Charles Tiffany, Laurelton Hall, Tiffany discussed on WDBO Programming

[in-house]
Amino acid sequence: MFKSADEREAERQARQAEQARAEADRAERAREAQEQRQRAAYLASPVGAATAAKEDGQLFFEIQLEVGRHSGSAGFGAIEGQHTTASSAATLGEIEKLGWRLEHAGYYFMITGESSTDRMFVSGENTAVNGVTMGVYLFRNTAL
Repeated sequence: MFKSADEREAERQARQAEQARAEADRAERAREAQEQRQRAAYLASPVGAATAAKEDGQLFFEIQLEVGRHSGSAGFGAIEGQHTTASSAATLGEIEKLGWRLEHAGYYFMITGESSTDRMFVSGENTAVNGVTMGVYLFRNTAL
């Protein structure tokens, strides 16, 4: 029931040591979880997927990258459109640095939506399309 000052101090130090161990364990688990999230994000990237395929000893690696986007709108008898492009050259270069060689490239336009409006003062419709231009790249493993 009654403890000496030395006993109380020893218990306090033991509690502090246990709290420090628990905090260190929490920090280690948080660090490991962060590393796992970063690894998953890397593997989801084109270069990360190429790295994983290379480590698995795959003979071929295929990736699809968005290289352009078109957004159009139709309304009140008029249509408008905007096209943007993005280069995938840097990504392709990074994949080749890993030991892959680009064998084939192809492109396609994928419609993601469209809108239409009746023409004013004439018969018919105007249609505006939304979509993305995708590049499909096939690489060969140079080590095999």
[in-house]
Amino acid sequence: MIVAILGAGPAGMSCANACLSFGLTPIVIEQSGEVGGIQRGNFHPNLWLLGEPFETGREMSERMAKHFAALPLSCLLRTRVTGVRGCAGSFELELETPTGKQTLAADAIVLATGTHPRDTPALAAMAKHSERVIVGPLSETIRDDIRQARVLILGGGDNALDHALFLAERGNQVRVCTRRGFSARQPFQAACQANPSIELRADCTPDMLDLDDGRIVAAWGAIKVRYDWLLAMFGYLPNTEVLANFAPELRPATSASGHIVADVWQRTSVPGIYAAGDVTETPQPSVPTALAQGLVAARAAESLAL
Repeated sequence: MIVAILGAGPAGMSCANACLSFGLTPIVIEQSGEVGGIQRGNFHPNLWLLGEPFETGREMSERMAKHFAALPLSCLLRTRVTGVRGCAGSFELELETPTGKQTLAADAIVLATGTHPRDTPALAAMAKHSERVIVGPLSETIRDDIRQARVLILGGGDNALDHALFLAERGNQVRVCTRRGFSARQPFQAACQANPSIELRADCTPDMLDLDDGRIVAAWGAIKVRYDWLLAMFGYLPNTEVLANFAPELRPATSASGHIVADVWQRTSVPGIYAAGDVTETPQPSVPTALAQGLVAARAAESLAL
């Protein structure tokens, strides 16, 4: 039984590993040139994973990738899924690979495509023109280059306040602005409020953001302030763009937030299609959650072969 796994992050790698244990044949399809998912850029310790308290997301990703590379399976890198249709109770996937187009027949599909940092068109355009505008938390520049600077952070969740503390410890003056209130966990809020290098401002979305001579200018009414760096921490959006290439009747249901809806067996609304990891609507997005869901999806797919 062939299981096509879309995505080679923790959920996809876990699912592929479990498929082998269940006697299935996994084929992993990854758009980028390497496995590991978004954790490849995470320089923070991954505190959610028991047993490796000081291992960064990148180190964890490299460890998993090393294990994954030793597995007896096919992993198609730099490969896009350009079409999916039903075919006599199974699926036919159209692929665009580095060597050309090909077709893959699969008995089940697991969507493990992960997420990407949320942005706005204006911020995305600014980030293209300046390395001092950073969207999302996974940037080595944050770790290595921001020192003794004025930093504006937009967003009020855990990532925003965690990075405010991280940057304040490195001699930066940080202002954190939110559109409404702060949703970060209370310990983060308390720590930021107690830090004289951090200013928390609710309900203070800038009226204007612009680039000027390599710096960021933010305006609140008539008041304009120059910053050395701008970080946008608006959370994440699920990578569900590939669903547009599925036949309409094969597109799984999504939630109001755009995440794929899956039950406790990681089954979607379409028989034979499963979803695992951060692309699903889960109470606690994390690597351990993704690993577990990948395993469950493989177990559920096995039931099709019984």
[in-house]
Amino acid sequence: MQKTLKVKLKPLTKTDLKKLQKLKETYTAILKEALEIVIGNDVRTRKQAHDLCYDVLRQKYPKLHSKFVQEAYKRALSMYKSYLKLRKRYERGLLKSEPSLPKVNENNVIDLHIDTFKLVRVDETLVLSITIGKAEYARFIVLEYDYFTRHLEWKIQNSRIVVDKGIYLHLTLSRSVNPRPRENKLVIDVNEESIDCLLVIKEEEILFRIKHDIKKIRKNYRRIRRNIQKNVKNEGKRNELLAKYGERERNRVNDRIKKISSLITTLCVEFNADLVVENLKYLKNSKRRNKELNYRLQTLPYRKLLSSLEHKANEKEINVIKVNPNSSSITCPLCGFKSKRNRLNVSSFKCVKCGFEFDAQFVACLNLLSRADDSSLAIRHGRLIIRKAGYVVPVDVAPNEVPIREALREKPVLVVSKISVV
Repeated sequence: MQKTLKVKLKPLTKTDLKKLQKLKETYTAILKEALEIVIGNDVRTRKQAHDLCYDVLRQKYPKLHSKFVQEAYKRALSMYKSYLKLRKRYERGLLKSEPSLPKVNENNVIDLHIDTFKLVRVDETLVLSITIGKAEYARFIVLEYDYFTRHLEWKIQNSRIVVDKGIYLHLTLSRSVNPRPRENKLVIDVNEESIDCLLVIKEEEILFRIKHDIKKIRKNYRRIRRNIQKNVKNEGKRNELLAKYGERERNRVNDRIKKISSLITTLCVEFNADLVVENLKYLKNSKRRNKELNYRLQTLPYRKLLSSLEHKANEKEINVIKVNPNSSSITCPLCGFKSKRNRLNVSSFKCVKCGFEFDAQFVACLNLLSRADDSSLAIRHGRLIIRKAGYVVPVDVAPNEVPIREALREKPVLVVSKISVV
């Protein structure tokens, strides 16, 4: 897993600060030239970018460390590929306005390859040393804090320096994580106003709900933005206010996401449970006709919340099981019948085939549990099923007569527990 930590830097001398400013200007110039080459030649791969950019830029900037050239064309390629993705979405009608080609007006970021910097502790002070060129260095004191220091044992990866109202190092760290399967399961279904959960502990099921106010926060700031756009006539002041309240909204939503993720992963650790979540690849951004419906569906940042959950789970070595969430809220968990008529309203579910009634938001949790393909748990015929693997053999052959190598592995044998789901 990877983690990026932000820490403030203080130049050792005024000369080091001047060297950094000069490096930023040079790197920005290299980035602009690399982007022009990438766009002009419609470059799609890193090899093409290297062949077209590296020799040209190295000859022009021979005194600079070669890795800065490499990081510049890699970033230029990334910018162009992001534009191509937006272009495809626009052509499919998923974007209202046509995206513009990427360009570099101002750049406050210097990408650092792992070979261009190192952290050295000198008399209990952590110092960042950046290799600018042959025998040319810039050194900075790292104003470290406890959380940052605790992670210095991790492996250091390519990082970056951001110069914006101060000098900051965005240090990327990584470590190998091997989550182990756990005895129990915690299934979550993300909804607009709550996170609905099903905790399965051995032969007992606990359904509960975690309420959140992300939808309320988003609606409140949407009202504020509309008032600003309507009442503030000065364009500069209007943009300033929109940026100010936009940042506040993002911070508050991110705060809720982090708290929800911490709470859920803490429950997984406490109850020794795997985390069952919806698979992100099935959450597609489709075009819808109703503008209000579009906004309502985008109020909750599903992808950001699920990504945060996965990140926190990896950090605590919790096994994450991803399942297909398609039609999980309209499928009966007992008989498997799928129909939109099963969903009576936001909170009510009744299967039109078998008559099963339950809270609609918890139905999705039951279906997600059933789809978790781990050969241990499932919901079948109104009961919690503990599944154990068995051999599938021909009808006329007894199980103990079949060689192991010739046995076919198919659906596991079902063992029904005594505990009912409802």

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I'm Beth Carroll. I'm here with Emily sweetheart who's director of community relations for the Charles Hosmer Morse Museum of American Art. We want to talk about the holiday events that you have coming up there at the Morse. But first why don't you go ahead and give us a little thumbnail of what the Morse Museum is all about? Well, thank you back so much for that introduction. The Charles husband, Morse Museum of American Art actually houses the world's most comprehensive collection of work. By Louis Comfort Tiffany Louis Comfort. Tiffany was a prolific designer on an artist from the late 19th and early 20th century. He was a glass artist, but he was also a painter, and he was multifaceted and Just an absolute Renaissance man when it came to front mediums, and he worked in everything from glass to painting, as I said, But he also did ceramics, and he did trouble areas. Well, many people will recognize the name His father was Charles Tiffany, who is the founder of Tiffany and Co. In New York. And so ah, lot of people assumes they hear Tiffany. They think jewelry or they just think leaded glass. But in fact he did so many other things, and he was just an amazing amazing creator and designer and artists. And so we showcases worked at the museum, as well as various other artists from the same time period. Give context when we also have paintings, fine art. On Gui have graphics and all American art. So of all different kinds. What do you featuring right now? Are there any special exhibits underway? Well, I'm so glad you asked Way actually opened a new installation on October 20th. It is Louis Comfort Tipnis Fireplace Hood on but circa 18 85, and it's made of iron, but it also has these panels of mica and it and it was an extremely extremely unique But also cherish peace by Tiffany. It moved from his residence in Manhattan to his Laurelton hall estate when he built it on and it moves from the library to the smoking room. And Tiffany did that with certain pieces that were either one of a kind or were very personal to him. They would move with him from residents to residents on, do we Acquired a T end of last year. We were able to finally install it in the museum, and it was just an amazing opportunity. And it's really the only place in our Laurelton Hall galleries and Laurel to howling and is the only place for it to be displayed. And so we're so excited to bring it to the public. Such a beautiful part of the museum. So tell me about the acquisition. Where was it found? That was a conserved. So actually last year at the fall, Tae Pfaff show in New York at the Park Avenue Armory. They Lillian NASA, a the primary Tiffany dealer, probably in the country and, most likely the world. They brought the item to the to the show, and they displayed it with a backdrop. Up of where it was originally installed, and they called us or they actually so arly Silka, who's the managing director there? She actually called up our curator collection managers, and you have to come see this because it's one of those objects. You've only seen pictures and eight year old photos and you know it once existed. But as you well know, Tiffany's stay on Long Island actually burned down and so was believed that the fireplace food was also lost to the wreckage. And so nobody could have anticipated that this object was going to reappear as it did. And so when our curated collection managers thought she just she was floored. On Assistance from the Stein walks on Do they were they gifted, certain amount of gifted for the fireplace had to come to the Morrison. We were really, really excited about that. So it's finally there and we're just so thrilled that people can see it in situ and be able to see it in its context or is close to the context as possible Or is Tiffany would have wanted it? So two questions there. Number one. What is the process? Like to bring something like that meeting you've negotiated. You purchased it. How doesn't even get moved? And then when you install it, What are you doing to make sure that it's in context. So there is some conservation that the fireplace hood had to undergo because of course, it had been stored and it hadn't been stored in a climate controlled. Environment and so are least a soca. Actually at Lillian NASA. She did some complimentary conservation for us on day. Then it was brought down here very carefully, Of course, all of New York down to one over Florida and then it was looked at by our conservatives and our red star, and it was Venice test and, of course of images were taken of it, and, um, there was research done, collecting as much information as possible. As you a lot of visual. Obviously, a lot of visuals in order to get the setting, right, but then are curing collection manager. She actually wanted to create the environment that Tiffany had installed the hood into and that required her Tonto. Get super reproduction. Suba are Japanese sword guards s So if you have a samurai, he used to go with a sword. They needed something to block. The guard blocked the handle from the blade. And so that is a suba. And so Tiffany. It actually done the design of where the fireplace which was Kind of adorned with all of these snaking Suba. And so she actually went ahead on. How it was because it can't ever be on And that's one of the bittersweet parts about Laurelton Hall in about having these these aren't in architectural elements exhibited is that the environment is his closest it can be, But it can never be perfect because Laurelton Hall doesn't exist anymore as Tiffany rendered it on DSA, so Along those lines. Um it was a lot of concert conservation than it was a lot of research. And then it was a lot of just putting all the pieces together on D lot of moving parts, but to get as close as possible so that the public and people who view the fireplace so it can not only appreciate it as an art object, but also appreciate the setting that it was in because that's one of the crucial element of the decorative arts is that these things were Lived with that they were surrounded. People were surrounded by them and beautified the setting. And so that's kind of the way that our curator and collection manager, I believe, approached it on. That's how it it's now displayed in this again. The fireplace. What is gorgeous on its own, and it's just there's no other piece like it, but the way it displayed his magnificent as well. Definitely sounds incredible. And so it's up and ready and people could come in and see it. Yes, yes. You don't take a moment and you kind of hinted at this, but Brag a little bit about what the more spews him is really nationally. It's the one place to really find this kind of a collection, isn't it? Yes, it is..